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The Daily Wildcat

The Daily Wildcat

 

    Mailbag

    Illegal immigration not the only reason for ER waits

    I am writing in response to Bethany Fourmy’s letter printed Friday, “”Border security not to be sneered at.”” I don’t disagree that border security is important, but as a physician who works part-time in an emergency department in Tucson, I must point out the fallacy of linking border security to long waits in the emergency room. It is typical of fear-mongering extremists to assume that any non-white person speaking Spanish in an emergency room lobby is in the United States illegally. Believe it or not, there are U.S. citizens and legal immigrants in the U.S. who use our hospitals who don’t look like you and who speak languages other than English. If you were healthy enough to write a letter to the editor the same day you visited the ER, Bethany, perhaps your health needs would have been better addressed in a primary care office, thereby shortening the wait of those who truly needed emergency medical attention. Perhaps the reason that you had to wait so long is that you might be one of the 24 percent of legal Arizona citizens who are uninsured and don’t have access to primary care.

    Perhaps if both political parties were to talk about the real problems relating to health care (eg., the lack of health insurance and shortage of primary care doctors) and border security (eg., lack of economic opportunity in poor nations which forces people to leave their homes, as well as American employers who hire illegal immigrants) instead of blurring the issues by targeting scapegoats, real progress would be made on both issues.

    Dr. Clifford P. Martin
    fellow in infectious diseases
    UA College of Medicine

    Dems. have no Iraq solution

    I am writing in response to Bethany Evans’ criticism of Ry Ellison’s letter to the editor Monday (“”Republicans do not offer security for America”” ). I found it interesting, perhaps even hypocritical, for Evans to first say that it was “”dangerous”” to look at the Iraq war in terms of “”cut and run”” or “”stay the course”” and a few sentences later suggest that we get out of Iraq as soon as possible. If that strategy is not a clear-cut definition of cut and run, then I do not know what is.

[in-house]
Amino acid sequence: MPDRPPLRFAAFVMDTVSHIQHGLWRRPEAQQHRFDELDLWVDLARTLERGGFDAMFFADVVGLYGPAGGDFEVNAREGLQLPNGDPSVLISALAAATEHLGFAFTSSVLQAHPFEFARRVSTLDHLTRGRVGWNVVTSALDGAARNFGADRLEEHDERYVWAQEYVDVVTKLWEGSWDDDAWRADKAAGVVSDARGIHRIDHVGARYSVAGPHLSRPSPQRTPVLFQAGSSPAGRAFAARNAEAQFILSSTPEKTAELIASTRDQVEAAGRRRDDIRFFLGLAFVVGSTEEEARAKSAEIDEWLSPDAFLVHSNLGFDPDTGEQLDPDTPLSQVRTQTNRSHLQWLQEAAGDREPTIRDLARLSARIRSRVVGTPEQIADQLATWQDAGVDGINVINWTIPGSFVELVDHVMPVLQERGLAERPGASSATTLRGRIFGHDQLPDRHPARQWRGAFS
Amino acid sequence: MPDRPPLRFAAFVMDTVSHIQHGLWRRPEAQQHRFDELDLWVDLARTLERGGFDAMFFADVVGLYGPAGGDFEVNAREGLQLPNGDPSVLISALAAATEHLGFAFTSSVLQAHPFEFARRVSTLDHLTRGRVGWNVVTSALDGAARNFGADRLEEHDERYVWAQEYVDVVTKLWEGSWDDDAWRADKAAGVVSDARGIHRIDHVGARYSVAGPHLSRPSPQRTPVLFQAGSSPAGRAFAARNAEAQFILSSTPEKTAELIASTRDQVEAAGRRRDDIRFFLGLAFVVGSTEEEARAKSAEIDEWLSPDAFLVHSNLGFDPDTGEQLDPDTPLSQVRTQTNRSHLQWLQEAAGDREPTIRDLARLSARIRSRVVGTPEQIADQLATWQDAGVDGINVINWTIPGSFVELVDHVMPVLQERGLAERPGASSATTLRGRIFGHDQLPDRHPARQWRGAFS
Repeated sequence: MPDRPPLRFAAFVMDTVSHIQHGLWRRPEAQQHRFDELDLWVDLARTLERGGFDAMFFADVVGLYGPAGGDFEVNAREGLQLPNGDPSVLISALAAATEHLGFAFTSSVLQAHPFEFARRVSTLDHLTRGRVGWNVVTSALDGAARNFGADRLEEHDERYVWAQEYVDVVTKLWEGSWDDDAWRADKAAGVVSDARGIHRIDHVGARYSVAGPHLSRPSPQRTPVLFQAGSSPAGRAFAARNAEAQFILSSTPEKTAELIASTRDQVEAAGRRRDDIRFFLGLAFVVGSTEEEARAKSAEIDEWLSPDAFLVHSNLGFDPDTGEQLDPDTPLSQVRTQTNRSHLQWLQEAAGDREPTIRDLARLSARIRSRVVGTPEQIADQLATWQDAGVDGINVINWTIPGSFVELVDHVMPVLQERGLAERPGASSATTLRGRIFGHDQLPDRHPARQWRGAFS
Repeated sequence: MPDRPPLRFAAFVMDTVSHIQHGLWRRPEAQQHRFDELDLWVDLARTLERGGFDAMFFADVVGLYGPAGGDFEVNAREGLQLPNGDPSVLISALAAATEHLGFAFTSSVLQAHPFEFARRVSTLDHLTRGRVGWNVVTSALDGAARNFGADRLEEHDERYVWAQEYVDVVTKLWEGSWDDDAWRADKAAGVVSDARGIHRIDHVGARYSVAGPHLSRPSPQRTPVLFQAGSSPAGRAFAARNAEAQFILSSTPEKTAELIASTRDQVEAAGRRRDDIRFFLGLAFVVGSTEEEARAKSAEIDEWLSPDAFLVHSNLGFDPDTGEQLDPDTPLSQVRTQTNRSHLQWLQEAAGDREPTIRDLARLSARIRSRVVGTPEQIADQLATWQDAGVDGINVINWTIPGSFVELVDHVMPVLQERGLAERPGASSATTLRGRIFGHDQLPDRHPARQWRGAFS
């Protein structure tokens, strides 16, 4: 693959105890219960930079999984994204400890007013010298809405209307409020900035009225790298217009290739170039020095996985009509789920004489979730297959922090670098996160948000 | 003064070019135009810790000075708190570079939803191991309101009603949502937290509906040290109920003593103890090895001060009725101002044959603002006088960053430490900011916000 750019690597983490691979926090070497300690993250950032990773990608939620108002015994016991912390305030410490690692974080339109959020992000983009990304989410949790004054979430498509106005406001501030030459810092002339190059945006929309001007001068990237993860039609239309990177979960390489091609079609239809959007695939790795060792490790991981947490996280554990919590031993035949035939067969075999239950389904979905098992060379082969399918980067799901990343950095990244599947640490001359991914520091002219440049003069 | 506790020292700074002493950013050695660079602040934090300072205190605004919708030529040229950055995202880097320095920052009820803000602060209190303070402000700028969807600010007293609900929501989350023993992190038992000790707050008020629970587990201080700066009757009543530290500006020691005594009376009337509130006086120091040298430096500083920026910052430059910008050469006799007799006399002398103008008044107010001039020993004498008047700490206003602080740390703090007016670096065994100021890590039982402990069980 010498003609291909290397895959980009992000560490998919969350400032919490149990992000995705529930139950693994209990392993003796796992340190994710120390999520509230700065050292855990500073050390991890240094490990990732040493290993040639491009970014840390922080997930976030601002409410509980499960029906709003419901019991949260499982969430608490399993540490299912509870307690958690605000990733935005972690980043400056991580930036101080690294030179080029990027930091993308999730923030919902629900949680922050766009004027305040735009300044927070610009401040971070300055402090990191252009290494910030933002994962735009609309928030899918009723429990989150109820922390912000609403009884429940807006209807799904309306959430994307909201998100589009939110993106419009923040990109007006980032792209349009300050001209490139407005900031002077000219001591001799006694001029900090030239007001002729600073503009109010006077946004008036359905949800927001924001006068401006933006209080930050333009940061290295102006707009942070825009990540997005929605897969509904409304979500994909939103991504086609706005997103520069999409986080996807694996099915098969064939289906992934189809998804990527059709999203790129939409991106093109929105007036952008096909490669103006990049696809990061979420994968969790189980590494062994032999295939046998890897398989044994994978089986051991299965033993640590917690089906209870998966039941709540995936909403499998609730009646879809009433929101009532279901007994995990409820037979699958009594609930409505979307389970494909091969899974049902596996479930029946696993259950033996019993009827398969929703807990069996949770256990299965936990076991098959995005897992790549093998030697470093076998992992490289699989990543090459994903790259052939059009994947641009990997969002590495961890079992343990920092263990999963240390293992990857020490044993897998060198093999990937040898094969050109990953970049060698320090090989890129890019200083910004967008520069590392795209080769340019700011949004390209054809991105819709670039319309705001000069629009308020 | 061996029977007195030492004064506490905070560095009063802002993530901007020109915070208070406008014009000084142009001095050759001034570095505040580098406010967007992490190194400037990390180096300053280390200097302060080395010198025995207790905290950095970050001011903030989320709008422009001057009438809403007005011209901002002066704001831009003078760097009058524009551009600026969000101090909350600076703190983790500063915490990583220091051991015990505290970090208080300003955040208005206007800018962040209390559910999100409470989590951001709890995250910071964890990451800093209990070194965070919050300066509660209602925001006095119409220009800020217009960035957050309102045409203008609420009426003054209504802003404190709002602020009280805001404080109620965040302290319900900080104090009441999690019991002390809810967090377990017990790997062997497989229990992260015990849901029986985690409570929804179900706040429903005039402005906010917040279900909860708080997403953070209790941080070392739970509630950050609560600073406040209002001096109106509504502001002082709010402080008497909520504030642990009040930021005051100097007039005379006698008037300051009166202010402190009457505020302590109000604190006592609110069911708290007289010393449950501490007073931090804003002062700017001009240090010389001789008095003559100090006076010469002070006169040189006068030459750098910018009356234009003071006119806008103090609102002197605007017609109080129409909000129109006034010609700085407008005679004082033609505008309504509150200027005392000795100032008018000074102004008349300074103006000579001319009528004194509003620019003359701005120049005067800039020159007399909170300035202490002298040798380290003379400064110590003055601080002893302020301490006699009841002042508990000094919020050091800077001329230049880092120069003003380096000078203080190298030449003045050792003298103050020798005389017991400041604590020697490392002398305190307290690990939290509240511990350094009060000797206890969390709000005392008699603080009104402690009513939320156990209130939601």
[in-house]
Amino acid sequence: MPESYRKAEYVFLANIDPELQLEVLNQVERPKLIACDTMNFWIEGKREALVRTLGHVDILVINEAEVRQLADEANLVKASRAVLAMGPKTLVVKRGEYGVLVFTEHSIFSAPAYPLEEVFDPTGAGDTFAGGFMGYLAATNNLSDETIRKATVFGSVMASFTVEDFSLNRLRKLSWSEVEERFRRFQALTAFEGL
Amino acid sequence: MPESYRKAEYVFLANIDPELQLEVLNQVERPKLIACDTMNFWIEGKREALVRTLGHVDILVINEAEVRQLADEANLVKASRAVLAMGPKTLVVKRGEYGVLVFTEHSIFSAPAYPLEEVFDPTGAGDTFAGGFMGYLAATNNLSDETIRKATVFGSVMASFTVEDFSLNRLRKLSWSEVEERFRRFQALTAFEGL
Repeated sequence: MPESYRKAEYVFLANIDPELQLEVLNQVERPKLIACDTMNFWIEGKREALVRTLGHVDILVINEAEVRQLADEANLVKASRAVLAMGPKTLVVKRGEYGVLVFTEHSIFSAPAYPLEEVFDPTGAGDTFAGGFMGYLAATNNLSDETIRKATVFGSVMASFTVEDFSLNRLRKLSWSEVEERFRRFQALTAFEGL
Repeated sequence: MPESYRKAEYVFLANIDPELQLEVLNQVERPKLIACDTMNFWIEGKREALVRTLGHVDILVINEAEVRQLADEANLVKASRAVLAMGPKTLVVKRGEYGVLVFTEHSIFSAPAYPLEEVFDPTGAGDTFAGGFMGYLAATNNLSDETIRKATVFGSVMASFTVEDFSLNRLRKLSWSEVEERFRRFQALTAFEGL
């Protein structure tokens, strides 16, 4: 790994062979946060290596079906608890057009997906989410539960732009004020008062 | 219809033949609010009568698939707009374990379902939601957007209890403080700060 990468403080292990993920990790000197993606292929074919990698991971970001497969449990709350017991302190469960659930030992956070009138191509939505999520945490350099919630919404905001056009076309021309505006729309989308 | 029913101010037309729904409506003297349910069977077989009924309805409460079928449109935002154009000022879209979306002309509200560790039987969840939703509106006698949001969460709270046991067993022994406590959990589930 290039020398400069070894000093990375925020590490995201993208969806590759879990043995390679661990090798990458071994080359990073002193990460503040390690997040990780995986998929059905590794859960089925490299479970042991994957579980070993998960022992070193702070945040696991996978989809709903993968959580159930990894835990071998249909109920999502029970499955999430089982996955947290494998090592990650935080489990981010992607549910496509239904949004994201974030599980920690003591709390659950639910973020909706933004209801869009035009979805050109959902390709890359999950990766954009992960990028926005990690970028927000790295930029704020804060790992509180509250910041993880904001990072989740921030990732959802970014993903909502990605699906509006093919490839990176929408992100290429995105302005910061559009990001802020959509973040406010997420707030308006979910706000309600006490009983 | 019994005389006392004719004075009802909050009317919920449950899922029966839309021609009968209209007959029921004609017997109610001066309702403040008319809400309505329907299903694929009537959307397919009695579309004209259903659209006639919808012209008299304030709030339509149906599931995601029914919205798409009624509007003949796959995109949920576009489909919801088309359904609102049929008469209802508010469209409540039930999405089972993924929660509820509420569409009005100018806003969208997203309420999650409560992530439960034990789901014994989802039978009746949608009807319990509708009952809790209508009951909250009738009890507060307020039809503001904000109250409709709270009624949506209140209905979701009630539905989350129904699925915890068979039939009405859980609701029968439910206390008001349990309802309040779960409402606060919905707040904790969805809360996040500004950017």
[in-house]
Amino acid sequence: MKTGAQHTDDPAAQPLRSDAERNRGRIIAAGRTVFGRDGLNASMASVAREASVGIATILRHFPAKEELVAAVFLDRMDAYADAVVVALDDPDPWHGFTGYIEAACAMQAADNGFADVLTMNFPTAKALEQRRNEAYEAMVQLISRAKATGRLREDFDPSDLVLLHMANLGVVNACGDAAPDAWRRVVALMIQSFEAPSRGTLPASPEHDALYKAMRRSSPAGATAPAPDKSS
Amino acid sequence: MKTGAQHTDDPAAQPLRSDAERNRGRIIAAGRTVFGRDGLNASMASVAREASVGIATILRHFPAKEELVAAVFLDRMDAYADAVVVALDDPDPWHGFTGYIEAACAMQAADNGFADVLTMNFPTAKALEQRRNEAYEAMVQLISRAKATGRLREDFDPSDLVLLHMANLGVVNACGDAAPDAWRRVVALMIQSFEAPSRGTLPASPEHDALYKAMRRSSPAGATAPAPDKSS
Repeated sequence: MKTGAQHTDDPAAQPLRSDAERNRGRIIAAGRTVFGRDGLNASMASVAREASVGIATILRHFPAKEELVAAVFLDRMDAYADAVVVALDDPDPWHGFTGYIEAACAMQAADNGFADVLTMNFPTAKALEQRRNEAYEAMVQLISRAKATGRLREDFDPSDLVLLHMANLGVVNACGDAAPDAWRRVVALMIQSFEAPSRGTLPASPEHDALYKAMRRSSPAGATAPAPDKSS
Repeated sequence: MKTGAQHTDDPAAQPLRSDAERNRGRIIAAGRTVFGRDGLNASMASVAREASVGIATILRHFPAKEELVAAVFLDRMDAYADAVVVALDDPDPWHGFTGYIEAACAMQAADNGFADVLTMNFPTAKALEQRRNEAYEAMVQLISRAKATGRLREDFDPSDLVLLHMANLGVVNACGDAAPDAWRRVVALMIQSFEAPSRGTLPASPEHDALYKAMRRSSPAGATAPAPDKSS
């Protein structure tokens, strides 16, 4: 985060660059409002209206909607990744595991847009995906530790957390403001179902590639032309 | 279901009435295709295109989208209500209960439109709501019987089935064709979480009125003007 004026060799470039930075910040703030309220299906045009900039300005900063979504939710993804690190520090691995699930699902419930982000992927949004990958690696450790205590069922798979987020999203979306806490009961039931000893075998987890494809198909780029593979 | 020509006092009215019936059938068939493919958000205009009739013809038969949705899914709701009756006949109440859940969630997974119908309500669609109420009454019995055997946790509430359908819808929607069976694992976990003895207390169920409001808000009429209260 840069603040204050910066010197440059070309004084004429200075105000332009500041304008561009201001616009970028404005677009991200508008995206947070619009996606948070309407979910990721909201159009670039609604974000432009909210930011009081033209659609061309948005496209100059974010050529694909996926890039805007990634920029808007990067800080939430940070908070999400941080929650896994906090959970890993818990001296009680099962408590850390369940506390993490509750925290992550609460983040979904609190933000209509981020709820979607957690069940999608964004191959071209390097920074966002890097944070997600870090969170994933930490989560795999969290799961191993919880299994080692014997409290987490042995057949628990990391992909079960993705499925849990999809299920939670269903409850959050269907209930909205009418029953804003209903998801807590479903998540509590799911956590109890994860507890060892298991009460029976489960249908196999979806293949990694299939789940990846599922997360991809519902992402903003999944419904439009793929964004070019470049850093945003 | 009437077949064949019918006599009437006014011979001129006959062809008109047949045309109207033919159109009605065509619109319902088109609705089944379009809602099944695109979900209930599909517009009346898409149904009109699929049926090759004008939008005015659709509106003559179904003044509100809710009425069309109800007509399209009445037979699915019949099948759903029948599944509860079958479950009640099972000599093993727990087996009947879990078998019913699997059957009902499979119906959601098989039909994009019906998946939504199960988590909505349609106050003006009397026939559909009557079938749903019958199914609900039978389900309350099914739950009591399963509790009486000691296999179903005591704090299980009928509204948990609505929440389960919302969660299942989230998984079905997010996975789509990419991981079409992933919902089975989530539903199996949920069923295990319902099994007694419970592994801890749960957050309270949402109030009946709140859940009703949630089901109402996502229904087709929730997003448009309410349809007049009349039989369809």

She also argues that the Democrats’ have a plan (other than cut and run) to win the Iraq war. Then, in the fashion of a true liberal, she fails to outline it. With the lack of real solutions to the real problems that America faces today, it is no wonder that the word liberal is more often used as an insult than a word describing a political ideology. If the Democrats stepped up to the plate and put forth a genuine strategy to win the War on Terror, it is likely that people would take them much more seriously.

    Look, the fact of the matter is clear. There have not been any terrorist attacks on U.S. soil in over five years. This is absolutely not a result of the terrorists not attempting to do so! It is a direct result of solid Republican national security policy. National security is the most important issue in this election and it is obvious that the Republican Party is committed to protecting the American people. I strongly urge you to keep the Republican majority in Congress.

    Brice McCoy
    political science sophomore

    Is chivalry dead?

    I was always raised to believe that a man has a duty to treat all women with respect and to help them in any way. I’m not talking about men running women’s lives and making all the rules; I’m talking about getting a little respect or gratitude for practicing chivalry. Recent events have led me to ask the question, “”Is chivalry dead on the UA campus?”” Every time I make the effort to hold a door for a girl on this campus, I rarely receive a “”thank you,”” or even an acknowledgement. I state with confidence that out of every 10 doors I hold for girls, I receive one “”thank you”” or a mild look of gratitude. I’m not filtering out the girls and only holding doors for those I feel are attractive; everyone gets the door held for them. I know I’m no Brad Pitt, but I think that I deserve a small acknowledgement for practicing a tradition I’ve always thought to be right, that seems to be dead here at the UA.

    Anthony Calvano
    pre-business freshman

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